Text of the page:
Mood problem or mental disorder? When can employers discipline?

May 12, 2013 - by: Kyla Stott-Jess 0 COMMENTS

By Kyla Stott-Jess

Employers in Canada can’t discriminate against employees based on mental disabilities. But the broad interpretation that courts and arbitration boards frequently apply to human rights laws often makes it difficult to know where the boundaries of “mental disability” lie.

In a recent arbitration decision in Ontario, Windsor (City) and WPFFA (Elliot), the arbitrator found that an employee’s mood problems and stress issues weren’t classifiable as mental disorders. He didn’t qualify as having a mental health disability requiring accommodation. read more…

Better an addict than a thief: disciplining drug- and alcohol-dependent employees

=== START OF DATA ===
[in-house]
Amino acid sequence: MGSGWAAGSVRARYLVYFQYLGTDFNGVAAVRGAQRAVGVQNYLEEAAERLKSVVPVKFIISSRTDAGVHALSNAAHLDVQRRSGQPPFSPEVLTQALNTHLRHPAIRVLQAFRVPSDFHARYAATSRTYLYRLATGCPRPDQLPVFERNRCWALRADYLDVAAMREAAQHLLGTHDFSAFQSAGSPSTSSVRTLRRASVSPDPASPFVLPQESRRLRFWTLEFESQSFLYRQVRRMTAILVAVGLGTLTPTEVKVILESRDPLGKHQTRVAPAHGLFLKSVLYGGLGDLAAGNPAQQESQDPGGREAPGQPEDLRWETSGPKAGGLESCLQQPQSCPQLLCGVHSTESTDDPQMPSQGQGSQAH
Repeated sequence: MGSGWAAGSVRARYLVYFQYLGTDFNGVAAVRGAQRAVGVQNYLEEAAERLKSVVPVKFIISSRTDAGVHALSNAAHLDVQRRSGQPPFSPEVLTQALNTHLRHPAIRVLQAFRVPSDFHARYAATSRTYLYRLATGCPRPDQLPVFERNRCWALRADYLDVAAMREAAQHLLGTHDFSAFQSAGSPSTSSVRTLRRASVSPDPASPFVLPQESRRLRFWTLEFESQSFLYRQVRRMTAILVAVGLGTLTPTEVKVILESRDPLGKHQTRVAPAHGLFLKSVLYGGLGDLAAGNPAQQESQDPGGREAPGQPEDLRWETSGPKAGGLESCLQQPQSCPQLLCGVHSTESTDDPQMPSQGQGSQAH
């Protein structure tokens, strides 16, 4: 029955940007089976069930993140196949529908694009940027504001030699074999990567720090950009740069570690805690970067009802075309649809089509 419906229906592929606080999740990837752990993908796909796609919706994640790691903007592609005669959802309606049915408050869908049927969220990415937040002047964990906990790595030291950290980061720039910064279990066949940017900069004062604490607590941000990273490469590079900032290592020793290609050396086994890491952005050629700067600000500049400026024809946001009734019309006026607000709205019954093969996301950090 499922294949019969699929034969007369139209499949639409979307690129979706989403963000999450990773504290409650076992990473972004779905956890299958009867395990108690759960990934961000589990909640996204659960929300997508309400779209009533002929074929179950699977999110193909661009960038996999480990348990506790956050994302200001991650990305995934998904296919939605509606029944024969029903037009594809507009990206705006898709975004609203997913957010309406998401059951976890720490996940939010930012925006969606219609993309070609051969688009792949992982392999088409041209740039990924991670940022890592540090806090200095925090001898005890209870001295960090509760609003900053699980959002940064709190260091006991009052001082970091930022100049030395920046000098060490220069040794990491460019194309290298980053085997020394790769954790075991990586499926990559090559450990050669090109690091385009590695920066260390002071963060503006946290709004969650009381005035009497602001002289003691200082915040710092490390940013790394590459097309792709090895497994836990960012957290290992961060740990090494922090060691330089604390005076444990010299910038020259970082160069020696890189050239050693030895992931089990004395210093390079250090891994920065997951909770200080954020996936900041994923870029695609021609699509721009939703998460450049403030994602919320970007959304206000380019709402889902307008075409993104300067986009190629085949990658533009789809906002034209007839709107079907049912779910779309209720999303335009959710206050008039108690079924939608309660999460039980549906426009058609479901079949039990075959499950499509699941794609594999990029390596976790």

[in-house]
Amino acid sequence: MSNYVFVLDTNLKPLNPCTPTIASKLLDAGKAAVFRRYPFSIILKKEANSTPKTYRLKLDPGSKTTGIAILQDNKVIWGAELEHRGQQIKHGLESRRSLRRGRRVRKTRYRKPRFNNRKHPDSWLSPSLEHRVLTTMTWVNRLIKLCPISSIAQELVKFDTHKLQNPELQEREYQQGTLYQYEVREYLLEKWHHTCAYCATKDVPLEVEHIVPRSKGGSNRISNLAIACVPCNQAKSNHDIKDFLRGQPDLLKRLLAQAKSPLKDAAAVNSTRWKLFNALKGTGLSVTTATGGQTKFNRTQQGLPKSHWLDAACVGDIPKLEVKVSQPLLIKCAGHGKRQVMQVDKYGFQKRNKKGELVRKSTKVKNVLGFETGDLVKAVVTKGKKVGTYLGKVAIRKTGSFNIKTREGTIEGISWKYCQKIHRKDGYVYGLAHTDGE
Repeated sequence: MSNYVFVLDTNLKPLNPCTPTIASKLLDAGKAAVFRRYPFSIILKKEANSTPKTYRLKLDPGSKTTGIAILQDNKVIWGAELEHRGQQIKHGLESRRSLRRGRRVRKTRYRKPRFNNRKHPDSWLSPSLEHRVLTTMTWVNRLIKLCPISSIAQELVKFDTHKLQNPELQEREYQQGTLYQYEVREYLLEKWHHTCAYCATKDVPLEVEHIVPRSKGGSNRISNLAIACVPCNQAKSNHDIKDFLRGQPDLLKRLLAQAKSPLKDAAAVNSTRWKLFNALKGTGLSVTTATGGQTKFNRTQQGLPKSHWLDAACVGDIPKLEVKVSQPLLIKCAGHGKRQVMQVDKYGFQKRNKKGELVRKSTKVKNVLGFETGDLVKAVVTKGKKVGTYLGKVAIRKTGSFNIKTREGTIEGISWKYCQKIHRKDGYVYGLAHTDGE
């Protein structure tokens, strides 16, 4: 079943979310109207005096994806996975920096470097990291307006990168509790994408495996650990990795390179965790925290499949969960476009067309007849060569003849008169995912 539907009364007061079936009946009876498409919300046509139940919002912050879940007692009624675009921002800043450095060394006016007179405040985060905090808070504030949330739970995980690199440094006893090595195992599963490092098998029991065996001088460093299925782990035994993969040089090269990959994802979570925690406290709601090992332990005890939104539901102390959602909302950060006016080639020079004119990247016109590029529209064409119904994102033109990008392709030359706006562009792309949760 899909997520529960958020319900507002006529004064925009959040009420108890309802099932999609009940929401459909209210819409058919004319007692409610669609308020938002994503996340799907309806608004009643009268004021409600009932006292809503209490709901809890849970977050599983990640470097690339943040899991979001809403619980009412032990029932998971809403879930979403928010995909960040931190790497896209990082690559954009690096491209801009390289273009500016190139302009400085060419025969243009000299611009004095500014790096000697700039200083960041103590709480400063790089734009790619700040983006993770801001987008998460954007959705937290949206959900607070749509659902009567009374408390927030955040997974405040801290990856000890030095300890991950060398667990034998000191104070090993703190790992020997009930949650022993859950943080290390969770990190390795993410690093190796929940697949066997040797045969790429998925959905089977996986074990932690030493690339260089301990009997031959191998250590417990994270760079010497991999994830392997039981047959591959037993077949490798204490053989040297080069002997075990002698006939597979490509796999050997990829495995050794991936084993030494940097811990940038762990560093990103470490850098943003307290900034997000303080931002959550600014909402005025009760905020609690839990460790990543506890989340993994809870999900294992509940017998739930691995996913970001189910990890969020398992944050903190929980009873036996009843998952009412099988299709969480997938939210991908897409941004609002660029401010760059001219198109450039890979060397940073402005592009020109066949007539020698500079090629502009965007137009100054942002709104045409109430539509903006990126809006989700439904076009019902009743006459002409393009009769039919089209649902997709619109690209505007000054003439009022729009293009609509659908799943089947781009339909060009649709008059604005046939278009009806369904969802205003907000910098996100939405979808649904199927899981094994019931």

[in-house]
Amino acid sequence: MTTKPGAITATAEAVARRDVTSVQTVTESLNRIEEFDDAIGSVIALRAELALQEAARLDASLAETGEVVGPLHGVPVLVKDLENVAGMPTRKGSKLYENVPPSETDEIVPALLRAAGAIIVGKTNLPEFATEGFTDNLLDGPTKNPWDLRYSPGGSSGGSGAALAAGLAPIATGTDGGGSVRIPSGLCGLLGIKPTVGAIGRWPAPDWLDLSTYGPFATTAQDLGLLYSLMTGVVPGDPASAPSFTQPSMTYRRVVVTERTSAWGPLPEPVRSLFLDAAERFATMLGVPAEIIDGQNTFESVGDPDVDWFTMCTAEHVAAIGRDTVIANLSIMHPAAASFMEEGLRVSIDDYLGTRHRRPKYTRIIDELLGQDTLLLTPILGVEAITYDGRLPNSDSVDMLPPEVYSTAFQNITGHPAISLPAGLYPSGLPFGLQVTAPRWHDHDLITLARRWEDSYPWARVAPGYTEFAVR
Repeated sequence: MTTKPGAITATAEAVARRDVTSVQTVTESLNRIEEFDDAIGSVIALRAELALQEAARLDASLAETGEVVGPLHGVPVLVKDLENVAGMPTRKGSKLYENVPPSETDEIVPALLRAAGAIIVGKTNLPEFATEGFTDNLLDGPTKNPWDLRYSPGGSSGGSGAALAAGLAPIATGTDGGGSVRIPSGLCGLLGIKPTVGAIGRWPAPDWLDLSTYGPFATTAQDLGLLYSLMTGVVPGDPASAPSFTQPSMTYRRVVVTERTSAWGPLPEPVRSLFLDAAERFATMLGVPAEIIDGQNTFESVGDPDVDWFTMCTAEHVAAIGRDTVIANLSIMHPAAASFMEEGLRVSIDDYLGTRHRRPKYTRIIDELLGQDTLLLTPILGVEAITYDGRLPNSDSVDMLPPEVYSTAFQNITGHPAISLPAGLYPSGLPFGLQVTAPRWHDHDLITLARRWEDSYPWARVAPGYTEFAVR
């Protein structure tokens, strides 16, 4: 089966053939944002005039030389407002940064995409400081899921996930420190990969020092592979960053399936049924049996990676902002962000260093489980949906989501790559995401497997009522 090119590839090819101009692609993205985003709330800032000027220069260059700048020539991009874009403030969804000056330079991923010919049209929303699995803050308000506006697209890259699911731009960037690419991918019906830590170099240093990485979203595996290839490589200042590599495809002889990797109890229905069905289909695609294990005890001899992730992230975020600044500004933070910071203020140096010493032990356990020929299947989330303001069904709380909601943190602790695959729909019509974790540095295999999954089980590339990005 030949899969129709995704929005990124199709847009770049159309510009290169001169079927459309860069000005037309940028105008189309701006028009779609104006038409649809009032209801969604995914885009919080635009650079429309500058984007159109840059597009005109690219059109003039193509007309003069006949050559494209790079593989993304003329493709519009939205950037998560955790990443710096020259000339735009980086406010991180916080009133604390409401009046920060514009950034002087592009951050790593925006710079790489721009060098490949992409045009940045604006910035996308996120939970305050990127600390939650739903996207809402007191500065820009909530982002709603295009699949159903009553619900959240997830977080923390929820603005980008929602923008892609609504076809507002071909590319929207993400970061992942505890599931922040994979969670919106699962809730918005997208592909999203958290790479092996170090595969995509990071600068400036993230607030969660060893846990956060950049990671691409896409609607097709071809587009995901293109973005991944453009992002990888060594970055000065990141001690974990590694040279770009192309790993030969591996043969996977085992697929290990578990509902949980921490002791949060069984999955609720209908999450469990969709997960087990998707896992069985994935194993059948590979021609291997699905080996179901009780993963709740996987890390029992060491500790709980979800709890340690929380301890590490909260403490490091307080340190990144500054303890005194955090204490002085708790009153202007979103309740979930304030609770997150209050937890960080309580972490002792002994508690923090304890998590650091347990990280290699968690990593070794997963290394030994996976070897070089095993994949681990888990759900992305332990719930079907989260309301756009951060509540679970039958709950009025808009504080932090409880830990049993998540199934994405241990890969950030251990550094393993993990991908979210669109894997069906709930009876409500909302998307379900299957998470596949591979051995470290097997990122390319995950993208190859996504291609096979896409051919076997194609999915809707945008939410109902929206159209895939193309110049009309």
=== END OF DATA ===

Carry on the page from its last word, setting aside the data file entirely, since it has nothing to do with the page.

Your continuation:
March 24, 2013 - by: Northern Exposure 0 COMMENTS

By Jennifer M. Shepherd and Hannah Roskey

It’s well established that discrimination against an employee on the basis of a physical or mental disability is prohibited in Canada. Drug or alcohol addictions constitute a “disability” under most human rights legislation such that employers are prohibited from discriminating against employees on the basis of their addictions.

read more…

Indefinite protection for federal employee disabled by work-related injury

November 11, 2012 - by: Nicola Sutton 0 COMMENTS

by Nicola Sutton

When the employment relationship becomes impossible to perform because of a factor outside the control of a Canadian employer or employee, the employee’s employment can be terminated by virtue of frustration of contract. When an employee won’t be able to return to work because of injury or illness, the same applies. But not so for federally regulated employers such as banks, airlines, inter-provincial trucking companies, etc.

According to the recent decision of Kingsway Transport v. Teamsters, Local Union 91, the frustration argument is no longer available for those employers when the employee’s inability to return to work is because of a work-related injury or illness. read more…